An effective HIV vaccine requires strong systemic and mucosal, cellular and humoral immunity. Numerous non-human primate studies have investigated memory T cells, but not memory B cells. Humoral immunologic memory is mediated by long-lived antibody-secreting plasma cells and differentiation of memory B cells into short-lived plasma blasts following re-exposure to immunizing antigen. Here we studied memory B cells in vaccinated rhesus macaques. PBMC were stimulated polyclonally using CD40 Ligand, IL-21 and CpG to induce B cell proliferation and differentiation into antibody secreting cells (ASCs). Flow cytometry was used for phenotyping and evaluating proliferation by CFSE dilution. B cell responses were quantified by ELISPOT. Methodology was established using PBMC of vaccinated elite-controller macaques that exhibited strong, multi-functional antibody activities. Subsequently, memory B cells elicited by two replicating Ad-recombinant prime/envelope boost regimens were retrospectively evaluated pre- and post-SIV and SHIV challenges. The vaccine regimens induced SIV and HIV Env-specific IgG and IgA memory B cells. Prior to challenge, IgA memory B cells were more numerous than IgG memory B cells, reflecting the mucosal priming immunizations. Pre- and post-challenge memory B cells were correlated with functional antibody responses including antibody-dependent cellular cytotoxicity (ADCC), antibody-dependent cell-mediated viral inhibition (ADCVI) and transcytosis inhibition. Post-challenge, Env-specific IgG and IgA memory B cells were correlated with reduced chronic viremia. We conclude that functional antibody responses elicited by our prime/boost regimen were effectively incorporated into the memory B cell pool where they contributed to control of viremia following re-exposure to the immunizing antigen.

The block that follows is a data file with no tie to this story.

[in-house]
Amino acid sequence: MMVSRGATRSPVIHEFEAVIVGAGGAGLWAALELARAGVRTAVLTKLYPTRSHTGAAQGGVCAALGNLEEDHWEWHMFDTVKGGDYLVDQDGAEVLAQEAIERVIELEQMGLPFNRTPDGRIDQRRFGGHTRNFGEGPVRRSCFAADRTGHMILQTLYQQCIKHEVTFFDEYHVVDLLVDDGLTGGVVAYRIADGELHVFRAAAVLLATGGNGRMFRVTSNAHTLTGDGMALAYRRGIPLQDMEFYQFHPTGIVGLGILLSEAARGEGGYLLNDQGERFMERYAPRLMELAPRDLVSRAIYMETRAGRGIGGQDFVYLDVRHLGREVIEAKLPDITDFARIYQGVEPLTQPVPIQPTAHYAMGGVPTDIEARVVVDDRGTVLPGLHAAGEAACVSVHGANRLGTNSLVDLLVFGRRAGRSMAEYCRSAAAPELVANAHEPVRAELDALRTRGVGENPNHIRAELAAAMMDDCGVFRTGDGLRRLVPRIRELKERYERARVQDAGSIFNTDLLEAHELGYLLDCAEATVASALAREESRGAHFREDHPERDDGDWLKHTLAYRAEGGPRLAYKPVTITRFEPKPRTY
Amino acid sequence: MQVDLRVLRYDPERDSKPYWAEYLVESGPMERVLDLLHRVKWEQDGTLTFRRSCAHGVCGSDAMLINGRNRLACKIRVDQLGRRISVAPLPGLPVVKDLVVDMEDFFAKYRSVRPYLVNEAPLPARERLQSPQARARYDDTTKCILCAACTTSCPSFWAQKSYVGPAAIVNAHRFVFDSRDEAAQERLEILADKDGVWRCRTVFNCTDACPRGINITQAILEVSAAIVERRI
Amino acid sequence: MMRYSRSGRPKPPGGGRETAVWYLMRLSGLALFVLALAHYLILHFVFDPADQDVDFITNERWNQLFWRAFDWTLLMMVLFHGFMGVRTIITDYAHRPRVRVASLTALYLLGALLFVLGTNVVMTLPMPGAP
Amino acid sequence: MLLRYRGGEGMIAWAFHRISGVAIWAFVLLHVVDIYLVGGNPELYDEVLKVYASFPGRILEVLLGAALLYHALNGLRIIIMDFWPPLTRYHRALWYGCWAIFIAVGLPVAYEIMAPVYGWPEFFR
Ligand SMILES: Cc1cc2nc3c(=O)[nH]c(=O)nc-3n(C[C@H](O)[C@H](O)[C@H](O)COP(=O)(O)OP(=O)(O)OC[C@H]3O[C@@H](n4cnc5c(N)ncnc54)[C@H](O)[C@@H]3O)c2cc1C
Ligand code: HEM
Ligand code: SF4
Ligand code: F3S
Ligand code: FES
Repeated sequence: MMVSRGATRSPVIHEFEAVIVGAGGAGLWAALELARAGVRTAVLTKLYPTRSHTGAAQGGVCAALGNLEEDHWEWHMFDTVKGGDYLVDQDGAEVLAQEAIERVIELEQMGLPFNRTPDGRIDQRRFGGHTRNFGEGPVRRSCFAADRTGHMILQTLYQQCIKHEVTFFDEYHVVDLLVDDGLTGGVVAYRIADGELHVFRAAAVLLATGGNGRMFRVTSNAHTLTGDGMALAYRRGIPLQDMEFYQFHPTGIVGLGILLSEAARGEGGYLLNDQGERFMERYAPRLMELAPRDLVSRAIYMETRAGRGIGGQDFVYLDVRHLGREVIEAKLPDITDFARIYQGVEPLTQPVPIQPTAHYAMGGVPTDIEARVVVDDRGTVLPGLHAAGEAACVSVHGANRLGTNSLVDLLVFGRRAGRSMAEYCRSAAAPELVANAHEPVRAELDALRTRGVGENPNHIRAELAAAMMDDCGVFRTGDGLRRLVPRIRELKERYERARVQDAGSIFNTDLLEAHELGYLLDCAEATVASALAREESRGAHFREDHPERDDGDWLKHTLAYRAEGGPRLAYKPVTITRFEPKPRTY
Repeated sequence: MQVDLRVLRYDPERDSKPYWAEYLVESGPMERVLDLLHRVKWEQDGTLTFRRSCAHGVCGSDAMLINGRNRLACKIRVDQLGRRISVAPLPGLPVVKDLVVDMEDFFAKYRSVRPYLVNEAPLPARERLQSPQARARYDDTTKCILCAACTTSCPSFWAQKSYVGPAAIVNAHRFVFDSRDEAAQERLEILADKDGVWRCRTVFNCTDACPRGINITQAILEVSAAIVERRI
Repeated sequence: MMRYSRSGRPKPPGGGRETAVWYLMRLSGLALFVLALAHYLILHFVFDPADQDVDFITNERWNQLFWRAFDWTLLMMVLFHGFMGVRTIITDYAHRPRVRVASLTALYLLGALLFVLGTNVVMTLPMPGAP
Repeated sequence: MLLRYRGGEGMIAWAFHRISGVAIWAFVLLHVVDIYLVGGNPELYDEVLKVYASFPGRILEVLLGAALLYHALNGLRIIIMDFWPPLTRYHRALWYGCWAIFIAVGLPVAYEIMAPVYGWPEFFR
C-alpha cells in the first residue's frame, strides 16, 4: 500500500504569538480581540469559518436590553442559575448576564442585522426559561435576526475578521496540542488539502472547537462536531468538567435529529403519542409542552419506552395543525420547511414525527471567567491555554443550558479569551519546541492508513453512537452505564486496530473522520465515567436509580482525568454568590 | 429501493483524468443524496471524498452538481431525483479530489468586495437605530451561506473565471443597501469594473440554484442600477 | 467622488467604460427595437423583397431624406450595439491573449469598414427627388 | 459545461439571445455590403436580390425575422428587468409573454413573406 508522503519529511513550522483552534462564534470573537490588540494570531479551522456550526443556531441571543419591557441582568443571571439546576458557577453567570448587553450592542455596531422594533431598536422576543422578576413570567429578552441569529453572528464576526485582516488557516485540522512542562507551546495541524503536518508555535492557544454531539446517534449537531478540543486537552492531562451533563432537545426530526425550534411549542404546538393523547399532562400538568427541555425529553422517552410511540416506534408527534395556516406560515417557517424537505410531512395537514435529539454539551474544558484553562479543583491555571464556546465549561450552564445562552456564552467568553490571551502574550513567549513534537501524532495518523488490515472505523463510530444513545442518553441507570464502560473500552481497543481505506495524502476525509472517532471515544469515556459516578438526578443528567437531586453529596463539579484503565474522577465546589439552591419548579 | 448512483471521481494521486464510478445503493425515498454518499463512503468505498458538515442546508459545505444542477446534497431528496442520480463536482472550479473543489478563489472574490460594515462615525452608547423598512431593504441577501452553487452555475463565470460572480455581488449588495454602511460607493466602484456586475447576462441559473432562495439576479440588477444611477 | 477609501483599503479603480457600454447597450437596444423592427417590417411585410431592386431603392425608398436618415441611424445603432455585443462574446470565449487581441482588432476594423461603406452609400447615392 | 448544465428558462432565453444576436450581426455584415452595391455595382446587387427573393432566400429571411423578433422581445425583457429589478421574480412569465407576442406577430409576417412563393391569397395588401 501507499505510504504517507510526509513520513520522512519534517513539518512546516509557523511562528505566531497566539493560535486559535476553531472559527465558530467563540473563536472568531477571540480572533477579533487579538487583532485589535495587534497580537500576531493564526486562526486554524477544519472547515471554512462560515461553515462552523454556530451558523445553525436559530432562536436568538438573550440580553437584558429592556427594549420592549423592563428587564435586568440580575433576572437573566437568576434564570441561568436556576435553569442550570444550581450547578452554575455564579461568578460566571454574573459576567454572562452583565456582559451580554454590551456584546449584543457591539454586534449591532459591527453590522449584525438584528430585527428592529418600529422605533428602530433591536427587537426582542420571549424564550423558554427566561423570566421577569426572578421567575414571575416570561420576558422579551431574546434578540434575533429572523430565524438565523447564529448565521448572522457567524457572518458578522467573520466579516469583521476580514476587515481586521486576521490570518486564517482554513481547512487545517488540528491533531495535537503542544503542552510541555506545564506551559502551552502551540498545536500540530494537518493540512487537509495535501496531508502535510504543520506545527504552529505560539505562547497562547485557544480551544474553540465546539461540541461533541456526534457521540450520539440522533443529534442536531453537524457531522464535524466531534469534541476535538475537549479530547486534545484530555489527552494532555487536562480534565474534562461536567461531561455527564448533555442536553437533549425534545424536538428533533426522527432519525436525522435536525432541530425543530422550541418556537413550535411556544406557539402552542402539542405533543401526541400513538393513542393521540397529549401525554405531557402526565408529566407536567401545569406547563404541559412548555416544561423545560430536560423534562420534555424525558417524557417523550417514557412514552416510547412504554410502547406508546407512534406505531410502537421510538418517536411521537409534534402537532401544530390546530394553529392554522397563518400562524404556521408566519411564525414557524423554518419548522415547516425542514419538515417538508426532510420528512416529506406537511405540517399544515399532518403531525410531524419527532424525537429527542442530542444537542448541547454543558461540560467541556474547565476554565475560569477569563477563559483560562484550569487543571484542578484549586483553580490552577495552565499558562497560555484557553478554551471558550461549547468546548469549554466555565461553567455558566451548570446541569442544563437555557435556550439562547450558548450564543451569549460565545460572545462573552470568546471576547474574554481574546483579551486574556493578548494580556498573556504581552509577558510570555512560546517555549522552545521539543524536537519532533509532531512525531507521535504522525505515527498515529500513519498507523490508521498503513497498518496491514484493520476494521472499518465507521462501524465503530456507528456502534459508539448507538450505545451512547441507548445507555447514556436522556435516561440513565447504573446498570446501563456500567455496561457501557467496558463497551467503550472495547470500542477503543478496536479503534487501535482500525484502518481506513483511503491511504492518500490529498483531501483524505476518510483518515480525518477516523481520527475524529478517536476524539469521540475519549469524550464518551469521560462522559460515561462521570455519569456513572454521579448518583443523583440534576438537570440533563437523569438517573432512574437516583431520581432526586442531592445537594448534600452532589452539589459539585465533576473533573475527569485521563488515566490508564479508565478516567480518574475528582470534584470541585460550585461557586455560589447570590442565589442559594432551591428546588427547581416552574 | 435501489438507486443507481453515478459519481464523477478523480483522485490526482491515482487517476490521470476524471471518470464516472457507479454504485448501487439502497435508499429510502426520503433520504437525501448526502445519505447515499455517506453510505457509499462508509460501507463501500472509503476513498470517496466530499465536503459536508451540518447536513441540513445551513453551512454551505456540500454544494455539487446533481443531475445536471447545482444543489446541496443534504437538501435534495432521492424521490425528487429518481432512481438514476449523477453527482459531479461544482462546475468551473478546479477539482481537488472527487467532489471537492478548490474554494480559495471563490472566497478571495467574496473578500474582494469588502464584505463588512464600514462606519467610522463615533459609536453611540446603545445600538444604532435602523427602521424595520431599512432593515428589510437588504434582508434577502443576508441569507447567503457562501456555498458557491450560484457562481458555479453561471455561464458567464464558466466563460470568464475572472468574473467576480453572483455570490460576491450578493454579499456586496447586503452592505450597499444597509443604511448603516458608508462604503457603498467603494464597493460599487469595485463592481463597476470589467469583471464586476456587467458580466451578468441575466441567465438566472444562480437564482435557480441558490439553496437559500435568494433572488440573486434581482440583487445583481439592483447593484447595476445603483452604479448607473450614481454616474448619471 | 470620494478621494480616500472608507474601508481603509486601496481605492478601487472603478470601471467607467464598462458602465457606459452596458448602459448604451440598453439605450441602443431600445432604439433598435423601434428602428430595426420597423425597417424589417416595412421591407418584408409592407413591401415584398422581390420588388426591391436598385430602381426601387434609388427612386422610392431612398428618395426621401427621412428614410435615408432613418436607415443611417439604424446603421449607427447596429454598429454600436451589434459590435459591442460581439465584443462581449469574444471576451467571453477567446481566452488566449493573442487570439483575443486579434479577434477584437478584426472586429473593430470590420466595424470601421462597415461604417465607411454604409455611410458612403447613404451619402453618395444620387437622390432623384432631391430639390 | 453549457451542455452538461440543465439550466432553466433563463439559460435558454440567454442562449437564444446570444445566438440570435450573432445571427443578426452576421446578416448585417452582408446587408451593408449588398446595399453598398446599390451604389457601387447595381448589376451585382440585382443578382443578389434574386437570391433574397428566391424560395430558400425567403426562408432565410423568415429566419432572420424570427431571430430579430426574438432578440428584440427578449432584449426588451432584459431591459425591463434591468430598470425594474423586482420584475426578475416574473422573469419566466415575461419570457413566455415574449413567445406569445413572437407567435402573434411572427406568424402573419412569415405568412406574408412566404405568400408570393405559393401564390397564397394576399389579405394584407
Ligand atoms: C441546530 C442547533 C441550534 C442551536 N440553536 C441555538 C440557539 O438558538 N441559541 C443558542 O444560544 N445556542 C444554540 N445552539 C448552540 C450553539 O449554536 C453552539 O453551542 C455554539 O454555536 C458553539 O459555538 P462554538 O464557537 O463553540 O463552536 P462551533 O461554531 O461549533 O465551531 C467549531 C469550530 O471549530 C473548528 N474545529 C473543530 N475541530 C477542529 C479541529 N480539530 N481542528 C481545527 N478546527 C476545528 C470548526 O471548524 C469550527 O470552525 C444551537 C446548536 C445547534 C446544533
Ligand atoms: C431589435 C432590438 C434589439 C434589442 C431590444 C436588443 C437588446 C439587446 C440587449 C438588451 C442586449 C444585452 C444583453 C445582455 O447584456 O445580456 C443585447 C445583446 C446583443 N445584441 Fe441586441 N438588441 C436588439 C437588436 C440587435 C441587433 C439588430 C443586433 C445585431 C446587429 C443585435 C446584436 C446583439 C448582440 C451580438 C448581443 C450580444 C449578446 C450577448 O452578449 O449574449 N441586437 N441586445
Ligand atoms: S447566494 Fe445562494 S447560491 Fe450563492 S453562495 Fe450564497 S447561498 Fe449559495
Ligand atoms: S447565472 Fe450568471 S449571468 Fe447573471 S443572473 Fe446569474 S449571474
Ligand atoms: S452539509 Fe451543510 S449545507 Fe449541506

Published by Elsevier Ltd.